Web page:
2003: Issue #3:
OF THE TRADE
who has soldered vertical or steep pitch seams knows how
much harder it is than horizontal seams. You need the solder
to melt so that it can get drawn into the seam, but the
moment it melts, gravity wants it to run down away from
your iron. Here is a method that works well on riveted
Start with an iron with a 3-sided, pointed "knife" shape
(as opposed to the classic pointed, 4-sided shape) slightly
cooler than you would use on a horizontal joint.
2. Starting at the bottom of the joint, with the tip of the iron pointed down, apply a trail of solder at the edge
of the over-lapping metal. Move the iron up the length
of the joint fairly quickly and don't try to heat the
metal, just leave a narrow, vertical trail of solder.
If it doesn't stick to the metal, use more flux until
3. Go back to the bottom, only this time place the sharp
edge of the blade across the surface of the joint and
again leave a trail of solder. It should be about 1-1 ½ inches
wide, which is determined by the length of the blade
of the iron. This should also go fairly quickly and not
heat the metal much. Again, use flux if needed. The entire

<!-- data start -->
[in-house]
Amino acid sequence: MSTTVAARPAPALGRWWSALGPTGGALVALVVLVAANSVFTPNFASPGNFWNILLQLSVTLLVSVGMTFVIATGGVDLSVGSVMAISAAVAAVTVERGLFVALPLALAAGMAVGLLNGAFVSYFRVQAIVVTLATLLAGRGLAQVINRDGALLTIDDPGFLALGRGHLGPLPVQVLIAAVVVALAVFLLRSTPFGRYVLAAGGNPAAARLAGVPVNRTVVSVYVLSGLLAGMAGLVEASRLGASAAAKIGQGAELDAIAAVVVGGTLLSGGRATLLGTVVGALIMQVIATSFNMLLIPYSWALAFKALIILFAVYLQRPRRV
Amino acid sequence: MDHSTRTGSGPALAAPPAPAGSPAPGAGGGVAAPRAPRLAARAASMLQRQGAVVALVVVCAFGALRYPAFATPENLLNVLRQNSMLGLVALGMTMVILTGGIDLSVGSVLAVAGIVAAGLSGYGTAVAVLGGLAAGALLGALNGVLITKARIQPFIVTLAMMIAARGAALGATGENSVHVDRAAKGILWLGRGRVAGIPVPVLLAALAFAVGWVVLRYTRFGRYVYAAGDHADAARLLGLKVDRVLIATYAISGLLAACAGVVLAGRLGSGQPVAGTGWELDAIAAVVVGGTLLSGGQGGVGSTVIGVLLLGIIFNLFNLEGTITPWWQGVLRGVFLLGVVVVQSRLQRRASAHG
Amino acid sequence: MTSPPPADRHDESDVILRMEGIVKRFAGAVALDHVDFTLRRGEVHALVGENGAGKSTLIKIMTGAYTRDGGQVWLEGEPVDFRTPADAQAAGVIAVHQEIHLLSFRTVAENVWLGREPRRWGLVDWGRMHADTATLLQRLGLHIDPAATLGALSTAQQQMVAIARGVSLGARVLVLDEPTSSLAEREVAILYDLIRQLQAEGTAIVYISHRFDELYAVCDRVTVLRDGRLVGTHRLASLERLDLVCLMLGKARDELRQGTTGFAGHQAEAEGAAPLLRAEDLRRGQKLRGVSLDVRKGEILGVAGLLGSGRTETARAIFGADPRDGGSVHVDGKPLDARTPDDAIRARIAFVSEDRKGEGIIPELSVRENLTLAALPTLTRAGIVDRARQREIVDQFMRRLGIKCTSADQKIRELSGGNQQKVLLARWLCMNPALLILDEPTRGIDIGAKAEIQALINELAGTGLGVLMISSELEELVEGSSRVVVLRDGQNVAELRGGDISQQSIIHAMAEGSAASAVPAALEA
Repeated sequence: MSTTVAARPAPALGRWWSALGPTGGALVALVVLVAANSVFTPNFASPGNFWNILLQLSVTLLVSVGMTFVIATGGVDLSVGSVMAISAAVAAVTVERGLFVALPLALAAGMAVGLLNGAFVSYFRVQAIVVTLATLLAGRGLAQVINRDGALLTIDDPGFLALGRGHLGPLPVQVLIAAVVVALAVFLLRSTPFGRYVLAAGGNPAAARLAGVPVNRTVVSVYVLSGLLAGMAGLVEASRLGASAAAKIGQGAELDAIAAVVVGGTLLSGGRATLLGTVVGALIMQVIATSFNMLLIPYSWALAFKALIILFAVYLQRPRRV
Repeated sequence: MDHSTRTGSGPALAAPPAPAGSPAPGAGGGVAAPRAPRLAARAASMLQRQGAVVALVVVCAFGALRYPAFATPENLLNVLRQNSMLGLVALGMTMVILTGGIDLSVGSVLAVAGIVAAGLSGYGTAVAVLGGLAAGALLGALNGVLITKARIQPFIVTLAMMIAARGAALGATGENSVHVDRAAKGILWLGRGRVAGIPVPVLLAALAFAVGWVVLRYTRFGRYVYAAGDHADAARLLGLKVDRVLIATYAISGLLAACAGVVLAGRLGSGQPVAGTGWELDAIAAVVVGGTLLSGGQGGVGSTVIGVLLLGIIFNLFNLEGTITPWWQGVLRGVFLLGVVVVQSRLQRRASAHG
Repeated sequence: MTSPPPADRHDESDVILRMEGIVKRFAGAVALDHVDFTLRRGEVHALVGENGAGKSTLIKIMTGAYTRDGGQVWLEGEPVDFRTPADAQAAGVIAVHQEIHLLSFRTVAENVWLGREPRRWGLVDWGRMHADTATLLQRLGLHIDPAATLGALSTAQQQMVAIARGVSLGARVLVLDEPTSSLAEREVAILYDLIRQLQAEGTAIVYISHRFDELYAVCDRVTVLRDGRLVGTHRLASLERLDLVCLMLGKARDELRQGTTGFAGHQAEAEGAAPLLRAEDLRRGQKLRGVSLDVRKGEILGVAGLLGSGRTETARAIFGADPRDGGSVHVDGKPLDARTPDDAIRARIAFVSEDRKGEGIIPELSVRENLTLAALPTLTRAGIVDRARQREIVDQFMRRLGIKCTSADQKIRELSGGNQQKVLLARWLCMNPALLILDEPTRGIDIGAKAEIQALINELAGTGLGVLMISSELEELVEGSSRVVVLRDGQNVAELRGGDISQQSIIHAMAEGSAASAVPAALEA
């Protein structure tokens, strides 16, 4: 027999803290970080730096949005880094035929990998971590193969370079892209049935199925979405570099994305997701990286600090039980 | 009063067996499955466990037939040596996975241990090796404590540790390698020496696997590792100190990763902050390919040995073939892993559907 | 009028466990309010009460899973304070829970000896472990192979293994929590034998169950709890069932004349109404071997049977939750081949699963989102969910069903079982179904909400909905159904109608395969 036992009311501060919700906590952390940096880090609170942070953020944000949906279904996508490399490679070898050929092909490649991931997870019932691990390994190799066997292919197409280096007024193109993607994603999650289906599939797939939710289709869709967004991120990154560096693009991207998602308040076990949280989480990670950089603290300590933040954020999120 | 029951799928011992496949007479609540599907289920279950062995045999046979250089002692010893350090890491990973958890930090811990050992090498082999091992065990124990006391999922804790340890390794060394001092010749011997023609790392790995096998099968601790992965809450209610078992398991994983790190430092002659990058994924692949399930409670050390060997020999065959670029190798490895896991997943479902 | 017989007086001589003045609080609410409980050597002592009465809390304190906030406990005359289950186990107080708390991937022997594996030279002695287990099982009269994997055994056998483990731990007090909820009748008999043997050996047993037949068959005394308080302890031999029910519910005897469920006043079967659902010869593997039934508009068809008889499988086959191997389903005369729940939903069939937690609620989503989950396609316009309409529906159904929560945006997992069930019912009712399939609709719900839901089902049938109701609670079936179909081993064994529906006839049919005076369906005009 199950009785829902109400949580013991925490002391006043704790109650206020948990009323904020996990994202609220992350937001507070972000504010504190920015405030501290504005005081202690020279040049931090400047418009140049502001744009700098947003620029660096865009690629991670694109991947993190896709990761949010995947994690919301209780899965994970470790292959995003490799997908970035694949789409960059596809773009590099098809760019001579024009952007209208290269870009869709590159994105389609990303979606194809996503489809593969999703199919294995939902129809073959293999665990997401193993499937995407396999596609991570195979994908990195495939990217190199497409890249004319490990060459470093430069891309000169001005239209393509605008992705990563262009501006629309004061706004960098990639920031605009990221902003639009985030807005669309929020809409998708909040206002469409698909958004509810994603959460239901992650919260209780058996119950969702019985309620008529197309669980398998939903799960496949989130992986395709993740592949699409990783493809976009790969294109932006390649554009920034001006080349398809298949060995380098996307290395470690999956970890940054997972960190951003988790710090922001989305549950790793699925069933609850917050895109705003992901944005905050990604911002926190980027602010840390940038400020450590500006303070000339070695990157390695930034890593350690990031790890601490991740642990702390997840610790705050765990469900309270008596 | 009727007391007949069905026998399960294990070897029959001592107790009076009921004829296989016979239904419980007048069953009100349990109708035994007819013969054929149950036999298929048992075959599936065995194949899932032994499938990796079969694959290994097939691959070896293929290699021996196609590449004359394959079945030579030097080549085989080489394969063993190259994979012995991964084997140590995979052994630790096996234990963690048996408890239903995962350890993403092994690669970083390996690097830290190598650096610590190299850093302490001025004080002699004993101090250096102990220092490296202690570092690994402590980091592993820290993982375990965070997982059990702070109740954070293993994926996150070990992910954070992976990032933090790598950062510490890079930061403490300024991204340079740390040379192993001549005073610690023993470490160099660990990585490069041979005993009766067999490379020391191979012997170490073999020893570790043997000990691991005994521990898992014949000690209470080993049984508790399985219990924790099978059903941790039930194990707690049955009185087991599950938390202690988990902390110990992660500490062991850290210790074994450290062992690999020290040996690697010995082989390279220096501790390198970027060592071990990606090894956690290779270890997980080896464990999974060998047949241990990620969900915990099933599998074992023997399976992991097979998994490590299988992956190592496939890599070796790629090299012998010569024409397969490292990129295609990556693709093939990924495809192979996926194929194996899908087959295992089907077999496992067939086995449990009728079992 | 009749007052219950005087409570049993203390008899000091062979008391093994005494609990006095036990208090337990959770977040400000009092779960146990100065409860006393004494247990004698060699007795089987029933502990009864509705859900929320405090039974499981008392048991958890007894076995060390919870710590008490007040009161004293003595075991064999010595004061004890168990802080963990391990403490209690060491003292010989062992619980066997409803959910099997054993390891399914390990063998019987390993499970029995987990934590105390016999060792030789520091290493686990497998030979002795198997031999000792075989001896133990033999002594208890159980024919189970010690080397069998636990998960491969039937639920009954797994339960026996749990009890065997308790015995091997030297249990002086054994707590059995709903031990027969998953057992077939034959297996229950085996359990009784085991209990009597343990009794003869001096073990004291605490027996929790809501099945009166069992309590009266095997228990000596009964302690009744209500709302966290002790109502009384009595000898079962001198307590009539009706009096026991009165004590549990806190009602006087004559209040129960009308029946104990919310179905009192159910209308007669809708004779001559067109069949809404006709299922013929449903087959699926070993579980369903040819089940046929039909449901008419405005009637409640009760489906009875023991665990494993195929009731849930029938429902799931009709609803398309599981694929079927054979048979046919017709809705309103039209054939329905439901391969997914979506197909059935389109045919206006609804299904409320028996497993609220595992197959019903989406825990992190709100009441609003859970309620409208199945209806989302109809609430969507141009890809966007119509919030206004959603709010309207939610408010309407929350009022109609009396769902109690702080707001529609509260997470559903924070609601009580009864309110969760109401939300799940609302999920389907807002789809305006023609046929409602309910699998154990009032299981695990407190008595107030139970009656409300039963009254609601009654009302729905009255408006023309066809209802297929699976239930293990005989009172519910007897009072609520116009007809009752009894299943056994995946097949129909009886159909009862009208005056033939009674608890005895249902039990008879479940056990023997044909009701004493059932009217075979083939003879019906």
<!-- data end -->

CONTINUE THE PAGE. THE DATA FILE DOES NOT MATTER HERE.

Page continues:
joint should now be covered with a gloppy layer of solder.
4. Repeat the first step of #3, except don't add any more
solder, and this time, move up the joint slowly so that
the metal heats enough to draw the solder in between
the layers, and to seal around the rivets. Only the sharp
edge of the blade should be touching the metal. If done
properly, the solder will pool on top of the blade of
the iron long enough to be drawn into the joint. Some
of the solder will run down the face of the joint, but
it should quickly harden again before reaching the bottom.
If it all runs straight to the bottom, then the metal
is too hot. Repeat this step 3 or 4 times.
5. Once you are confident that the solder has sealed the
joint, start at the top and clean off the excess solder
with the sharp edge of the blade. Just smooth it off
with one quick swipe, leaving a layer of solder behind.
There will be a pile of solder below that will have to
be cleaned up. If the vertical joint is part of a gutter,
then you can use this excess to solder the bottom joint.